The state legislatures and courts protect government entities and police departments from civil liability for failing to provide adequate police protection. Some states invoke the “sovereign immunity” defense, a throwback to the days when the subjects were forbidden to sue the king. Other states have statutes that prevent legal challenges to police “discretionary” functions. Courts preclude lawsuits in those states by holding that answering emergency calls or providing police protection are “discretionary” functions.
Many states evade liability by relying on the ironically named “public duty” doctrine. Like a George Orwell slogan, that doctrine says: police owe a duty to protect the public in general, but not to protect any particular individual.
Mayor Michael Bloomberg is launching a public health crusade against prescription painkillers, banning all city-run hospital emergency departments from prescribing
more than three days worth of the drugs.
The crackdown is the latest controversial public heath push by
Bloomberg, who in recent years has also banned restaurants from serving
large, sugary sodas, forced hospitals to sell healthy foods and banned
smoking in bars and restaurants.
In clear violation of HIPPA rules, officials also announced the creation of NYC RxStat, a centralized database that will track data on drug overdoses, prescriptions and emergency room visits.
Supervalu, which runs groceries such as Cub Foods and Shop 'n Save, nearly doubled its store count by buying most of Albertson's, which included stores under that name as well as Jewel-Osco, Shaw's and Star Market. It now trails only Kroger Co. (KR) and Safeway Inc. (SWY) among the top U.S. grocery chains.
HEALTH INSURANCE (The study used the Department of Justice (DOJ) system called the Herfindahl-Hirschman Index, which measures antitrust concerns. A score above 1,000 on the index shows "moderate" market concentration and a score above 1,800 shows "high" market concentration.)
According to researchers:
Based on the index, 95 percent of the metropolitan areas scored higher than 1,800. Sixty-seven percent of metropolitan areas scored above 3,000.
Additionally, each of 43 states studied was measured as having a "high" market concentration.
North Dakota was among the states with the highest market concentrations, with about 90 percent of its market controlled by the state's Blue Cross Blue Shield provider.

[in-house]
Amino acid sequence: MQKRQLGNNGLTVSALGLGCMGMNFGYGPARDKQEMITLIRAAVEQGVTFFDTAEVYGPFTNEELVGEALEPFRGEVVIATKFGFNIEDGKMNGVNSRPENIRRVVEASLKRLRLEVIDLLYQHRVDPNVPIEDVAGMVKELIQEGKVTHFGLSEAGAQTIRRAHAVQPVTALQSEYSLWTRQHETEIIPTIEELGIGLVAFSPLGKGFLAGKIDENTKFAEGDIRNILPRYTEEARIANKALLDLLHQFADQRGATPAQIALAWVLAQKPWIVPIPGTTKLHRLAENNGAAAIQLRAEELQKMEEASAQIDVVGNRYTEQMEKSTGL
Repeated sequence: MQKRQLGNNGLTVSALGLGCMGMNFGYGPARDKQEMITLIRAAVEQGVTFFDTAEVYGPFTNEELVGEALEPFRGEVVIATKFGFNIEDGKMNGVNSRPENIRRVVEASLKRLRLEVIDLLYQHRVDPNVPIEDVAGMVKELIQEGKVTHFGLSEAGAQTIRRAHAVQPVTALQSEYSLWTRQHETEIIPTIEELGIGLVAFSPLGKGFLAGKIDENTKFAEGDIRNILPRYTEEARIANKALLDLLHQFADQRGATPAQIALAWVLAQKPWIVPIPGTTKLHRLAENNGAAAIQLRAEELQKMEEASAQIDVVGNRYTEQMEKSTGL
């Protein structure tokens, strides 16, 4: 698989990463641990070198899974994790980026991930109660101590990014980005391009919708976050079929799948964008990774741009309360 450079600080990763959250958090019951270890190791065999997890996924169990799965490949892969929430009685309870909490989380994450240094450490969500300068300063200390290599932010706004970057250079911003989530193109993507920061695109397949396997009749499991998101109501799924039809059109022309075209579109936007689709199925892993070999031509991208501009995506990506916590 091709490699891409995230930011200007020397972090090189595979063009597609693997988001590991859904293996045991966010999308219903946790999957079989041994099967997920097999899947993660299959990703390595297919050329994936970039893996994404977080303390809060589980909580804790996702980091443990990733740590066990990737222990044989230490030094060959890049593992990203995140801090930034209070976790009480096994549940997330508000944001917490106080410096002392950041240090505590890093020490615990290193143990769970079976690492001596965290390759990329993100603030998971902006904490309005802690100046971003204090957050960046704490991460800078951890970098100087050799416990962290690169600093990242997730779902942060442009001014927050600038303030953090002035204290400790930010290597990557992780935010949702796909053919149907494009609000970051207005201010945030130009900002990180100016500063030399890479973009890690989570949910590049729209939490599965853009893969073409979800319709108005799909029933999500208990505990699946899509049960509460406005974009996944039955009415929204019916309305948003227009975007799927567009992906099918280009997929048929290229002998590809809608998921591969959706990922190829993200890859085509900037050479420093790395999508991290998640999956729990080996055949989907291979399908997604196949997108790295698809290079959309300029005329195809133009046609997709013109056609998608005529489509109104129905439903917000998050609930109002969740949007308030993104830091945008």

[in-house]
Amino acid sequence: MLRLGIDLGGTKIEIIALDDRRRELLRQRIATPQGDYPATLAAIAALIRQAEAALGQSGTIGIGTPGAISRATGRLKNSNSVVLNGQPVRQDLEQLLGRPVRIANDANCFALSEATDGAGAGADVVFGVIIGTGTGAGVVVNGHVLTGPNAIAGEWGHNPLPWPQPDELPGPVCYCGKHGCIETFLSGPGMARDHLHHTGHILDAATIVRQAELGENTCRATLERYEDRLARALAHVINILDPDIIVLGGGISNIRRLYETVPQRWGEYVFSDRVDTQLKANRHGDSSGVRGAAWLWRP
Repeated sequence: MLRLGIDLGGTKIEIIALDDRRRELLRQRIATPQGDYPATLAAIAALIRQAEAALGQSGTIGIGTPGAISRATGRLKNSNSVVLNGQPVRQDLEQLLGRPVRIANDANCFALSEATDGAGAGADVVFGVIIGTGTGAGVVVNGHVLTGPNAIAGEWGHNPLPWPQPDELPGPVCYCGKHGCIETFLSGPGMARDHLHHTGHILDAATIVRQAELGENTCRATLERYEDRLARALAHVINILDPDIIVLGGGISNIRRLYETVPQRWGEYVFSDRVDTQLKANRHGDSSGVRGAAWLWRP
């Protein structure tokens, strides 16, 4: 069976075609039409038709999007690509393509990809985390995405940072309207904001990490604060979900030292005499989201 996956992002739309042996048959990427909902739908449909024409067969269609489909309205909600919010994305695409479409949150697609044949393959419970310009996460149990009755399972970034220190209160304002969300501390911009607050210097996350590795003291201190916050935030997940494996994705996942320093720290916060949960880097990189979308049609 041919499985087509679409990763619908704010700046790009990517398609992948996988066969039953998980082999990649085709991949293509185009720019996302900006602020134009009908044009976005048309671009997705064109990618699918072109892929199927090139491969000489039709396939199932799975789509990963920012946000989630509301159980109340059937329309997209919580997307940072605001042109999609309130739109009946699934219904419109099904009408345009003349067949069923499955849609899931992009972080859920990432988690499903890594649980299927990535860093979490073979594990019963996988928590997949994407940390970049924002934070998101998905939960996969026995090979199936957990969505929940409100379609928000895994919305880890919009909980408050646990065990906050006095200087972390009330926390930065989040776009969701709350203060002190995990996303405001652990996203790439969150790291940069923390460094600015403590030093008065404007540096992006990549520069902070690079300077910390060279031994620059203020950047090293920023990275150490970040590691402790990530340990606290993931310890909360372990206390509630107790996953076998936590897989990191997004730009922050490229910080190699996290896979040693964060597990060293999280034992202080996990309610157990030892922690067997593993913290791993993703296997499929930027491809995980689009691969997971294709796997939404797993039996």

Blue Cross Blue Shield of Alabama controlled more than 90 percent of the market in parts of Alabama.
Nelson and many other family ranchers in the Midwest and West are hoping Congress can help them fight the gradual consolidation of the meat industry, which they say is hurting their business. A handful of large meatpacking companies slaughtered 80 percent of steers and heifers in 2005, up 30 percent from 20 years ago. The big 3 are ADM, Farmland Industries, and Tyson Foods
As the nation teeters at the edge of fiscal chaos, observers are
reaching the conclusion that the American system of government is
broken. But almost no
one blames the culprit: our insistence on obedience to the Constitution,
with all its archaic, idiosyncratic and downright evil provisions.
This is not to say that we should disobey all constitutional
commands. Freedom of speech and religion, equal protection of the laws
and protections against governmental deprivation of life, liberty or
property are important, whether or not they are in the Constitution. We should continue to follow those requirements out of respect, not obligation.
But before abandoning our heritage of self-government, we ought to try extricating ourselves from constitutional bondage so that we can give real freedom a chance
Under the draft rules, ordinary homeowners may face six years in
prison and fines of $100,000 a day if they are deemed serial offenders
of such new crimes as allowing sprinklers to hit the pavement, washing a
car in the driveway, or, conceivably, failing to pick up dog poop
promptly from their own backyards, let alone the sidewalk.
The regulations will be enforced with the aid of a 24-hour telephone
snitch line which residents of San Diego, south Orange and southwest
Riverside counties can use to report on their neighbors for violating
the new code.